OK, things looking better now- 4knots SOG and roughly making course- yay!!! s’pose I should get back on deck and go say words of encouragement to Ray

Snickers were for 6 days to go, which might have been tomorrow, but prob not for a couple more days now!! Knickers, still undecided, too tired to decide now, will reconsider in morning.

Nearly got through a whole blog without mentioning my feet, which are, incidentally, as cold as my nose, which is very cold, so cold, infact, that I have to keep checking it is still there. It is.

Is it time for bed yet???

Lots of love

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Dunking 4847.56 17722.59 Thu 29/05/2008 14:36

Does anyone remember reading a scientific paper on the physics of biscuit dunking? May have been one of Karl Kruszelnicki‘s – certainly his style anyway. Really interesting stuff, but it seems to me that my McVities absorb tea at a greater rate than the very ordinary coffee I’m using. Certainly, my coffees are more treacly than my teas – anyway, an observation for the record – has no scientific value without lots more experimentation and I’m into the last pack of dunkers.

I think our bit of excitement will slow us down by about half a day to Amchitka – could be a crucial half day if the weather closes on us but that is yet to be seen. We are al

2-2. Equator-Dutch Harbor

McQ: Fog Solvers

I spend lots of time whiling away the hours on watch (between checking we going the right way as quick as poss/ the rig not falling down/the repairs are holding/ we not about to get squished by passing vessels etc) thinking about ‘what if’s’ so yesterday morning- I kid you not- my what if’s that I were running through were first reactions if forestay goes, backstay goes, shrouds go, minutes before The Big Bang!! Anyway, this morning I have been thinking about fog (Its a clear morning with a dash of sunshine too so hopefully no fog-dramas about to happen!!) Lots of different solutions really, for eg, if i was in the Channel and I had working radar/AIS/both, probably carry on fairly comfortably. If I was in the Solent and had no radar/AIS etc and my GPS’s were all broken/out of batteries I’d probably head north (or south, depending on where I was by my last visual) to say 2m contour (assuming I didn’t draw more) and follow it to somewhere (Lyminton, Cowes, Hamble) or anchor till it lifted. I’d probably be quite grumpy too!!! I’m still working on no radar/AIS and broken GPS’s and definitely in middle of shipping lane in channel…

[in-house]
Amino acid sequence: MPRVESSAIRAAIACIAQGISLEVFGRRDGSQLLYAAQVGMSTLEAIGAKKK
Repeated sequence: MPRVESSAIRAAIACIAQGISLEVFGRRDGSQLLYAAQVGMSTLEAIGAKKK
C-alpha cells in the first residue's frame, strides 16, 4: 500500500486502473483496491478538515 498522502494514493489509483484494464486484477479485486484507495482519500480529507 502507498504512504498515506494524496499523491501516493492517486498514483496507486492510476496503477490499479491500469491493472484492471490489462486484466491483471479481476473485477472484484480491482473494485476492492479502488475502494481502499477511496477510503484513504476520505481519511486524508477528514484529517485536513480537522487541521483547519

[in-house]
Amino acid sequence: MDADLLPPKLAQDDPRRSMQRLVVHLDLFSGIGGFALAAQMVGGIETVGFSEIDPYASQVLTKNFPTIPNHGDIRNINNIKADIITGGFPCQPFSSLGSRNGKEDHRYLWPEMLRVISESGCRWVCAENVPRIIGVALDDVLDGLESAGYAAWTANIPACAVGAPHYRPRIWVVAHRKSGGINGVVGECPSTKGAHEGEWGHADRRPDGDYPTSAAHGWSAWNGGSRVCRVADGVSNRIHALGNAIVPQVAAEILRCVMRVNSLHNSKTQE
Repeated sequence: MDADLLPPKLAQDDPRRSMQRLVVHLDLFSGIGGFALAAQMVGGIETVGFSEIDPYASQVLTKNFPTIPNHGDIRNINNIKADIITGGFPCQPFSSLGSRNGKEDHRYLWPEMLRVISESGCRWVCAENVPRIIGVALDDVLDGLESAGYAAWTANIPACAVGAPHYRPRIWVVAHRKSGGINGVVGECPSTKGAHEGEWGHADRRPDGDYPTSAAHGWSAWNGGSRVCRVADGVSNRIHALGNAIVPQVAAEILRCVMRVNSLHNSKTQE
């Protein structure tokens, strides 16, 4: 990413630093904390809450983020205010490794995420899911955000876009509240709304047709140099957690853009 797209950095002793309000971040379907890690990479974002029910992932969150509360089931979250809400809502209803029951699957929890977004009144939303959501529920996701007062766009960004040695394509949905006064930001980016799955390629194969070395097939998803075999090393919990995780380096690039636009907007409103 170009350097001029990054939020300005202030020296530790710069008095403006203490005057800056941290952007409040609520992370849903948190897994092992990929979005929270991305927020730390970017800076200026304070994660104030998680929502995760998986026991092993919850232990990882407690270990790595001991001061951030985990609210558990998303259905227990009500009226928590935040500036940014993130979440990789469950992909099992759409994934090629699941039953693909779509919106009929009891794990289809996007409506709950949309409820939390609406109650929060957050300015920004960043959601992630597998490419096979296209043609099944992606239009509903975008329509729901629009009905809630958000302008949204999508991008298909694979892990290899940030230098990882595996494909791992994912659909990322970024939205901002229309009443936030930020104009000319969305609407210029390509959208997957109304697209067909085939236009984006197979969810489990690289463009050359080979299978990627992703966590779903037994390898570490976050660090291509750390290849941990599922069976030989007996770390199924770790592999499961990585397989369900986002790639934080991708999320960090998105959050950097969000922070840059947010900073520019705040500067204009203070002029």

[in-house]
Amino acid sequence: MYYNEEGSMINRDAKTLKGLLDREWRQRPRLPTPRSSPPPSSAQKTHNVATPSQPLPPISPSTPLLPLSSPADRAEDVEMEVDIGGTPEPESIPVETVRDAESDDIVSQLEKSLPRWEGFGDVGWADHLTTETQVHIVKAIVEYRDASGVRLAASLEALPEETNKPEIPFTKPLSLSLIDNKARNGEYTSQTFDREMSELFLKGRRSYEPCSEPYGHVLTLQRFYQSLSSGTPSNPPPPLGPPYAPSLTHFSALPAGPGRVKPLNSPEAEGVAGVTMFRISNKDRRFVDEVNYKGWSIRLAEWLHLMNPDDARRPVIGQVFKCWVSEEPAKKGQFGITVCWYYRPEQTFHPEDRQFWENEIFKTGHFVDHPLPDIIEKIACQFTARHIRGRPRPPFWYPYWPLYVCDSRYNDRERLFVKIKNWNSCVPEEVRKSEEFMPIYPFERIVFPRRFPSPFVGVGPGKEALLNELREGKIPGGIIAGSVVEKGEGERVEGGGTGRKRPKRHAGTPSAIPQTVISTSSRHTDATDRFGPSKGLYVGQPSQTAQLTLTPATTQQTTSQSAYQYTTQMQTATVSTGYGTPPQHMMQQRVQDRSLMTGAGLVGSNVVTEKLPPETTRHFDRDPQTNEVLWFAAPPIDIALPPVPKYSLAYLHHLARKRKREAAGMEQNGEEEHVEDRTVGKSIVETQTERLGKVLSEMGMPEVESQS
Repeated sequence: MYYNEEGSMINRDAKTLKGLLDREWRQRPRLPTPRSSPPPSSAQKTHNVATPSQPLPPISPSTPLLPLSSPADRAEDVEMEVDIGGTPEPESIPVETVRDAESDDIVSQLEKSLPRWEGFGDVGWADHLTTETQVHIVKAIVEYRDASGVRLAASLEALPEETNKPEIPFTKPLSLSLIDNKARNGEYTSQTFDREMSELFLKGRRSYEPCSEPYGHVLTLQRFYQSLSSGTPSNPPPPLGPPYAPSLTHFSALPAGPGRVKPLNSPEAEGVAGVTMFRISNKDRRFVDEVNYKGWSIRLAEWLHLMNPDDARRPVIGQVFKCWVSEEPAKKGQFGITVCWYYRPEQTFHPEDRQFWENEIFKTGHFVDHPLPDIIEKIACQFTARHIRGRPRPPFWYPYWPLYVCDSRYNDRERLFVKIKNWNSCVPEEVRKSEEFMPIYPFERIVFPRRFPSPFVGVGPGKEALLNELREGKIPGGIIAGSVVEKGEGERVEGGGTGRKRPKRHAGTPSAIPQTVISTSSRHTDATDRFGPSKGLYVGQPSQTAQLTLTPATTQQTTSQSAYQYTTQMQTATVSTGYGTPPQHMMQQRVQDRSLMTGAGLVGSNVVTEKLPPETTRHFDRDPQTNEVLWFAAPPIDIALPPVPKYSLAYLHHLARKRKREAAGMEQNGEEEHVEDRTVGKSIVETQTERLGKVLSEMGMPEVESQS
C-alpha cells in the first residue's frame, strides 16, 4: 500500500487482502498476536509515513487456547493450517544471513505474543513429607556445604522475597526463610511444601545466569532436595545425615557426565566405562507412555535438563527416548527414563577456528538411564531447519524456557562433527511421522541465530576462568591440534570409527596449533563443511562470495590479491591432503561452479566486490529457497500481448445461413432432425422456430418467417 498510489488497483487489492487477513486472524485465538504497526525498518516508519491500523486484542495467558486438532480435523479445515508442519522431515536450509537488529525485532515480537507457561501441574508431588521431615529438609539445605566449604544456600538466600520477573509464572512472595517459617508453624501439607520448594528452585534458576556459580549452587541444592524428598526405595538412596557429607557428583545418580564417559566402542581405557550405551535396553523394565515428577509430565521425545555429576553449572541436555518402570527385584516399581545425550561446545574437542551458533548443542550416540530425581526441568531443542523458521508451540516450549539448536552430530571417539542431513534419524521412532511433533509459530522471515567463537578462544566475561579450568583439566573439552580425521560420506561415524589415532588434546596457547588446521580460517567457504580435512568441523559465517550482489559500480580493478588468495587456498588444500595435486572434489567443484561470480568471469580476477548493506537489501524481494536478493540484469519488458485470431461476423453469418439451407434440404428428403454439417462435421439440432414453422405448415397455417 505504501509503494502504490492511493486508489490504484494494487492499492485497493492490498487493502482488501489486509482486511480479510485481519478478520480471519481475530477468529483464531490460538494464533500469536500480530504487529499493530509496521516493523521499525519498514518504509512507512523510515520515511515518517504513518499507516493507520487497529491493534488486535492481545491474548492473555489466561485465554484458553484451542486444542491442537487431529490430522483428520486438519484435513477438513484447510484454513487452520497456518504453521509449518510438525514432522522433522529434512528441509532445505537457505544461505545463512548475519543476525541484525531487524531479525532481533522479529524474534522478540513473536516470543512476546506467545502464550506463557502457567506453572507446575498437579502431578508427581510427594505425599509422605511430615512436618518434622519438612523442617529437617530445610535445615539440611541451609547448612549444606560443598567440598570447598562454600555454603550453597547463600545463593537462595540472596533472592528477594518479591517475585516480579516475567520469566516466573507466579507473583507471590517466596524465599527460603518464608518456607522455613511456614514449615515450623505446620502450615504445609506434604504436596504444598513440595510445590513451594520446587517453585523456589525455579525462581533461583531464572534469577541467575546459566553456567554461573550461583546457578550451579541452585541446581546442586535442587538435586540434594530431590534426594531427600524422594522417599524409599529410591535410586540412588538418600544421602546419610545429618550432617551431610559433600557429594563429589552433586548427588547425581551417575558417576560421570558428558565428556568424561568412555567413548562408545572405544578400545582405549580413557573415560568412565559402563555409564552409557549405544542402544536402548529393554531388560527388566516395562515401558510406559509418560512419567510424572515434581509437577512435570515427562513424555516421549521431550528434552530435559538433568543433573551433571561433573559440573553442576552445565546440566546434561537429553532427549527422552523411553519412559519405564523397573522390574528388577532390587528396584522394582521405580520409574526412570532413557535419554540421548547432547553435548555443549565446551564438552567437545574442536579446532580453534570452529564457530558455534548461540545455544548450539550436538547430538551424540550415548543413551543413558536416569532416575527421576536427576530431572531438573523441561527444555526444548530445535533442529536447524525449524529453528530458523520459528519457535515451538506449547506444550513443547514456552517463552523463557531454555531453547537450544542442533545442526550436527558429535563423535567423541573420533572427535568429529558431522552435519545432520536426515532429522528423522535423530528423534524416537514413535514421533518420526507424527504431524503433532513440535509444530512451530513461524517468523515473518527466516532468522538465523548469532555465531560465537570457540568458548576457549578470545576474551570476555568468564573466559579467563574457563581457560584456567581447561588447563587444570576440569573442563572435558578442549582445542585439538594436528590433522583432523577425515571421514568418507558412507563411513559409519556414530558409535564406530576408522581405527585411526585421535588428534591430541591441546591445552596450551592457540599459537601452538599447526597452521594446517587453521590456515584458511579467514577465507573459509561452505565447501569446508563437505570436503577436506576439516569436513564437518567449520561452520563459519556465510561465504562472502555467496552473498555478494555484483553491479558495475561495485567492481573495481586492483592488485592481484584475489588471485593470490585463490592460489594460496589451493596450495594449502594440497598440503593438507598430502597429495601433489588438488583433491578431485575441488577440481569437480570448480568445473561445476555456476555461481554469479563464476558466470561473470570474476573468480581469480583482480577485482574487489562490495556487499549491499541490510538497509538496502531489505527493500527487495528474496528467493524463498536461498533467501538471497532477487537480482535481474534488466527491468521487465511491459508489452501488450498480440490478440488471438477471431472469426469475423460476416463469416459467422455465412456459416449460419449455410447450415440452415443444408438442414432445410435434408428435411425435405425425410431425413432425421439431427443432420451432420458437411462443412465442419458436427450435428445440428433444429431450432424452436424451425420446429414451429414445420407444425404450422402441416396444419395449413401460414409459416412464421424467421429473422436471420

Anyway, these are all sensible things to think about and every situation is different. up here, according to all our repoorts it can get pretty foggy and grim round the Aluetians at this time of year, so may well have to put into practise various fog-solvers and then these won’t seem such ridiculoous thoughts!! We have no radar. Our AIS box hasn’t talked to the poot since Newcastle- of this we are 99% convinced but then again ships since then have been few and far between!!! GPS still working (touch wood) and we have a fully charged 276c too, so should be ok unless big president B presses any buttons. Fishing fleets prob biggest concern but through our great contacts in Dutch they know we are going to be around soon and would do all they could to guide us through, so worst case we could radio them and take it from there. Its all interesting stuff to think about really and good to keep us on our toes…